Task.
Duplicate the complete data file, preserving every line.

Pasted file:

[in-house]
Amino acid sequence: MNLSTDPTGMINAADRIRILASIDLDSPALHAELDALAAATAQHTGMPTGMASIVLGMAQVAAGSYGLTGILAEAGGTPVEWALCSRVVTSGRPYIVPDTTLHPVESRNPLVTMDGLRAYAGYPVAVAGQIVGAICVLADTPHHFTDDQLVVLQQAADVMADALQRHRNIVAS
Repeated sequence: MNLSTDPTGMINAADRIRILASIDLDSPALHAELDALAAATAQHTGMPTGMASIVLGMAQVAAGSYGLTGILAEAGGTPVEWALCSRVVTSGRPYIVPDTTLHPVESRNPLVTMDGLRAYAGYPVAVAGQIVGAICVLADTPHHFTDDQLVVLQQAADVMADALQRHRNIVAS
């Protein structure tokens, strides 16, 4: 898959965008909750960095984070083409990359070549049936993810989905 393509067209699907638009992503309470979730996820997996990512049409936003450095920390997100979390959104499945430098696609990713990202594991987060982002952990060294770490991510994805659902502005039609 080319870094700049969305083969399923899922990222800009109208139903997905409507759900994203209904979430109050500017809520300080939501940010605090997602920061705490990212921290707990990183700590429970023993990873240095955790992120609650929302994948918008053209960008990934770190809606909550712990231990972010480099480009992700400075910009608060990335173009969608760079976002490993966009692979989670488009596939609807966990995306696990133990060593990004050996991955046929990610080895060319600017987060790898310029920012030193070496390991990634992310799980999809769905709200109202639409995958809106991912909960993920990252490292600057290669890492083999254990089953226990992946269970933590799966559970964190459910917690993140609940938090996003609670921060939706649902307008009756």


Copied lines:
[in-house]
Amino acid sequence: MNLSTDPTGMINAADRIRILASIDLDSPALHAELDALAAATAQHTGMPTGMASIVLGMAQVAAGSYGLTGILAEAGGTPVEWALCSRVVTSGRPYIVPDTTLHPVESRNPLVTMDGLRAYAGYPVAVAGQIVGAICVLADTPHHFTDDQLVVLQQAADVMADALQRHRNIVAS
Repeated sequence: MNLSTDPTGMINAADRIRILASIDLDSPALHAELDALAAATAQHTGMPTGMASIVLGMAQVAAGSYGLTGILAEAGGTPVEWALCSRVVTSGRPYIVPDTTLHPVESRNPLVTMDGLRAYAGYPVAVAGQIVGAICVLADTPHHFTDDQLVVLQQAADVMADALQRHRNIVAS
């Protein structure tokens, strides 16, 4: 898959965008909750960095984070083409990359070549049936993810989905 393509067209699907638009992503309470979730996820997996990512049409936003450095920390997100979390959104499945430098696609990713990202594991987060982002952990060294770490991510994805659902502005039609 080319870094700049969305083969399923899922990222800009109208139903997905409507759900994203209904979430109050500017809520300080939501940010605090997602920061705490990212921290707990990183700590429970023993990873240095955790992120609650929302994948918008053209960008990934770190809606909550712990231990972010480099480009992700400075910009608060990335173009969608760079976002490993966009692979989670488009596939609807966990995306696990133990060593990004050996991955046929990610080895060319600017987060790898310029920012030193070496390991990634992310799980999809769905709200109202639409995958809106991912909960993920990252490292600057290669890492083999254990089953226990992946269970933590799966559970964190459910917690993140609940938090996003609670921060939706649902307008009756």